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ENG vs PAK | Ageas Bowl Day 2 Talking Points - Pakistan’s lack of leadership and England’s bizarre tactics

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England dominated proceedings on Day 2


ENG vs PAK | Ageas Bowl Day 2 Talking Points - Pakistan’s lack of leadership and England’s bizarre tactics

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Anirudh Suresh


Day 2 of the Ageas Bowl Test panned out exactly the way England fans had envisioned - Buttler scored a ton, Crawley hit a double and their side amassed close to 600. England might have delayed their declaration, but, as things stand, it looks like even rain cannot stop Pakistan getting drubbed 2-0.

Brief scores: Pakistan 24/3 (Azam 11 and Anderson 3/13) trail England 583/8 dec (Crawley 267, Buttler 152 and Fawad Alam 2/46) by 559 runs.

Lack of leadership in Pakistan’s pace-attack leaves them red-faced on tough day

Setting foot on English soil with a first-choice pace attack that had just 30 Tests under its belt was always going to be a risk, but Pakistan were willing to look at the optimistic side of things when the series began. An exceptional performance in the first innings at Old Trafford reassured the visitors that they’d got their picks spot on, and although there was a visible lack of direction and leadership amongst the pacers in the second innings, Pakistan chose to overlook it.  But after today, you would imagine that the Men in Green have no option but to acknowledge that they messed up - with their combination, with their selection.

Despite the Test being well within their reach at the start of Day 2 - England were 332/4 and the first hour was tricky for batting - there was a conspicuous lack of self-belief within the Pakistan seamers. The youngsters, Naseem and Shaheen, looked lost, while Abbas went about his business as if he cared about only himself, his line and length. Throughout the day, all three pacers - the two youngsters, especially - looked like they were more than happy to just go through the motions and it was as if they’d conceded the Test even before they bowled the first ball on Day 2. 

Lack of turn in the wicket meant that Yasir Shah was reduced to being a mere over-filler but really, given he’s played twice as many Tests as the others, Abbas, despite being a trundler, should have led by example and lit the fire inside the youngsters. Leadership in their pace unit is something for Pakistan to ponder over, no question. 

Goodbye Sarfaraz?

When the cameras panned towards Sarfaraz Ahmed in the 146th over, he was sitting next to Shadab Khan, who was in hysterics over an apparent joke he cracked. Sarfaraz’s reaction to Shadab’s joke was telling: he looked uninterested, he sported a straight face and it looked like there were other ‘serious’ thoughts running on the back of his mind. After witnessing Mohammad Rizwan’s masterclass behind the wickets in this Test, it won’t be surprising if Sarfaraz got all serious thinking about his Test future. Right at this moment, it looks like he doesn’t have one.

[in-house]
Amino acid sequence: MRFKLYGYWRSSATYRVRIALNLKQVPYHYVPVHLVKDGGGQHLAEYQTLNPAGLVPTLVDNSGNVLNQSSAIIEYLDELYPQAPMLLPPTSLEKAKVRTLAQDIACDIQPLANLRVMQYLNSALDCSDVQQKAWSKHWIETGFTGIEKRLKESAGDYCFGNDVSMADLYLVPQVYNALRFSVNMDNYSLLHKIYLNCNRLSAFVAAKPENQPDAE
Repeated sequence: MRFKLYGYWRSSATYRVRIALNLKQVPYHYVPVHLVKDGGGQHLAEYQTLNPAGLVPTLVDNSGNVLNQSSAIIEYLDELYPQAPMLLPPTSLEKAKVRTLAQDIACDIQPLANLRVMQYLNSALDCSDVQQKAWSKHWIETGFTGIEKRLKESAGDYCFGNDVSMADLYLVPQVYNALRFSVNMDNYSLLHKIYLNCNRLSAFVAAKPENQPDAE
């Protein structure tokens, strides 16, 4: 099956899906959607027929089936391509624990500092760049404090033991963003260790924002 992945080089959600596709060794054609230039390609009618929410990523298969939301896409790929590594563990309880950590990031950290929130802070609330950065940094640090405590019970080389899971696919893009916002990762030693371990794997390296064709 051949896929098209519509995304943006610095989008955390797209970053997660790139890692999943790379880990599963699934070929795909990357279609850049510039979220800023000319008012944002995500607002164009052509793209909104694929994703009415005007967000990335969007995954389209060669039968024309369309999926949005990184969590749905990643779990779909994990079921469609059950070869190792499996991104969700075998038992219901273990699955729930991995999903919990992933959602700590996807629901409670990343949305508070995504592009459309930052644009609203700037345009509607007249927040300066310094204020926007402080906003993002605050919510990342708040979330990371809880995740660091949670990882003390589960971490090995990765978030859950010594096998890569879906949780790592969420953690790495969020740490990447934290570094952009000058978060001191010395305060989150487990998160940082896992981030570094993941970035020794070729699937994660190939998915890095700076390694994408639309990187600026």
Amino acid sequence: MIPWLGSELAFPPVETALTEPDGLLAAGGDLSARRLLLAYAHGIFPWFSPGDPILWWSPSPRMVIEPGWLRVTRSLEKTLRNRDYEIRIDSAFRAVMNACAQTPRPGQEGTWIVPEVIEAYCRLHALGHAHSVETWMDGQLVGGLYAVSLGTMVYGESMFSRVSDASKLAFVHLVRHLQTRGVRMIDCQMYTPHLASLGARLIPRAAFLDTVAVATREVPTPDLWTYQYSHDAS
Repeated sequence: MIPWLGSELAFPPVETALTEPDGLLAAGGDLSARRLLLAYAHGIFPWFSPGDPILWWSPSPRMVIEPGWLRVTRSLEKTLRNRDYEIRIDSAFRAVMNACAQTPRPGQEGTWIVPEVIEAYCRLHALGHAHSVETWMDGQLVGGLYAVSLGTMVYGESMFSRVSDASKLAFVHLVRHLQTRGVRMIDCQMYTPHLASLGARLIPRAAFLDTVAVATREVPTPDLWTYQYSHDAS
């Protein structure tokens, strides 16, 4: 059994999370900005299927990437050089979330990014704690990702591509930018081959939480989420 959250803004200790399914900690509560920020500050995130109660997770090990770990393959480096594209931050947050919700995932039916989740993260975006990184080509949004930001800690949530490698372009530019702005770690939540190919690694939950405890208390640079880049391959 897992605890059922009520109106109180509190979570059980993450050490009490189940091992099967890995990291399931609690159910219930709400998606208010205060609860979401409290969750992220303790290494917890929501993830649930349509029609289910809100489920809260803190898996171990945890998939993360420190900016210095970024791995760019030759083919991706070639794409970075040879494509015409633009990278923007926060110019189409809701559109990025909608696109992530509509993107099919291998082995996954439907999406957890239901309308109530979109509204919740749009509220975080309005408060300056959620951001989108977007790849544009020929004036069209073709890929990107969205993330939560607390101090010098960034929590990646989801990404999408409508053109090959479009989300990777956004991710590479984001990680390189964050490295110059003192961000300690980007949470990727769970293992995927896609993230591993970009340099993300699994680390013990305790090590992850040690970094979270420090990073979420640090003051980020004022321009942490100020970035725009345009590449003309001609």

In terms of pure glovework, it is hard to think of a better performance in recent years - that too by a touring keeper - than Rizwan’s performance in this series and specifically in this Test. Pakistan were on the field for a staggering 154.4 overs and yet his concentration remained unbroken for all 928 balls. He pulled off an exceptional dive to dismiss Root on Day 1, showcased sharp reflexes to stump Crawley deep into Day 2 and basically gobbled up anything and everything that came his way. That Rizwan conceded just four byes - Abbas was to blame for it - in an innings where England scored 583 paints the perfect picture of how flawless a wicket-keeping display it was. 

So yes, had I been in Sarfaraz’s shoes, I wouldn’t have laughed at Shadab’s joke, either. 

England’s post-Tea approach was, ummm, weird?

You wonder if Zak Crawley is kicking himself right now. “Why did I go for a big hit when I could have batted 30 more overs and got to my triple century?” he must be thinking. Either he is too much of a team man, or there was a breakdown in communication between the skipper and the youngster. For, England’s approach post Crawley’s dismissal - barring Woakes, I’d say - was a bit puzzling to say the least.  Buttler, the set man batting on 138*  whose game is tailor made to go berserk, made just 14 of his next 33 balls, showing no intent to get a move on, while both Broad and Bess were keen on dispatching only the bad balls. 

The approach would have been fathomable had England only been at an okayish score when Crawley departed but by then, they were already 486/5. In fact, post Crawley’s dismissal, England made just 97 off the next 22.2 overs (134 balls), before being forced to declare. On any other day, on any other wicket, in any other city, this approach would have been completely reasonable, but given the unpredictable nature of the Southampton weather, this whole “we will bat as long as we want” ploy from England felt a bit negative.  

In all likelihood, England look like they will go on to win this Test with ease, but that said, there is a 70 and 90% chance of rain on Day 4 and Day 5 respectively. Should the Test end as a draw, though, Root will know which phase of the game to look back on.  

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